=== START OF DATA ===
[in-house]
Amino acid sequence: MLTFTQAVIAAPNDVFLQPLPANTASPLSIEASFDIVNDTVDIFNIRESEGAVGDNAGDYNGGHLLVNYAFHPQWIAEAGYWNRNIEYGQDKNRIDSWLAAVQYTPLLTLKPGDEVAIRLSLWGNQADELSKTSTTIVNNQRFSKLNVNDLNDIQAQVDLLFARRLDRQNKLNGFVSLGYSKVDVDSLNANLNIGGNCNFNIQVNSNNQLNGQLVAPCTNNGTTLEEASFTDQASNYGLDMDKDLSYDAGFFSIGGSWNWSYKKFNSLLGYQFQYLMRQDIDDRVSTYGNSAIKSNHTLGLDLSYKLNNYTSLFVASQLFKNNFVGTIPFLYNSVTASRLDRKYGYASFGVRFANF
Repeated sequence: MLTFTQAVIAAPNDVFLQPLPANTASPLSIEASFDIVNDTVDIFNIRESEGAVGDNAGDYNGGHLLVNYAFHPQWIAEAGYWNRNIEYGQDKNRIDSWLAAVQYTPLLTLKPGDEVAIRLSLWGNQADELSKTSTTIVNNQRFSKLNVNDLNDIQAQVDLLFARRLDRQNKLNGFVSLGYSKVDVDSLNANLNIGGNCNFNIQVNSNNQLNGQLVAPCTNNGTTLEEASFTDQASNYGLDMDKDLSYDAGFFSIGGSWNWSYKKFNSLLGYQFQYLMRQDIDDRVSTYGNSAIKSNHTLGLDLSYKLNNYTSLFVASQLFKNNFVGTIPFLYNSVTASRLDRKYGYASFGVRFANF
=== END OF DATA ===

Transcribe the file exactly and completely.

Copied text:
[in-house]
Amino acid sequence: MLTFTQAVIAAPNDVFLQPLPANTASPLSIEASFDIVNDTVDIFNIRESEGAVGDNAGDYNGGHLLVNYAFHPQWIAEAGYWNRNIEYGQDKNRIDSWLAAVQYTPLLTLKPGDEVAIRLSLWGNQADELSKTSTTIVNNQRFSKLNVNDLNDIQAQVDLLFARRLDRQNKLNGFVSLGYSKVDVDSLNANLNIGGNCNFNIQVNSNNQLNGQLVAPCTNNGTTLEEASFTDQASNYGLDMDKDLSYDAGFFSIGGSWNWSYKKFNSLLGYQFQYLMRQDIDDRVSTYGNSAIKSNHTLGLDLSYKLNNYTSLFVASQLFKNNFVGTIPFLYNSVTASRLDRKYGYASFGVRFANF
Repeated sequence: MLTFTQAVIAAPNDVFLQPLPANTASPLSIEASFDIVNDTVDIFNIRESEGAVGDNAGDYNGGHLLVNYAFHPQWIAEAGYWNRNIEYGQDKNRIDSWLAAVQYTPLLTLKPGDEVAIRLSLWGNQADELSKTSTTIVNNQRFSKLNVNDLNDIQAQVDLLFARRLDRQNKLNGFVSLGYSKVDVDSLNANLNIGGNCNFNIQVNSNNQLNGQLVAPCTNNGTTLEEASFTDQASNYGLDMDKDLSYDAGFFSIGGSWNWSYKKFNSLLGYQFQYLMRQDIDDRVSTYGNSAIKSNHTLGLDLSYKLNNYTSLFVASQLFKNNFVGTIPFLYNSVTASRLDRKYGYASFGVRFANF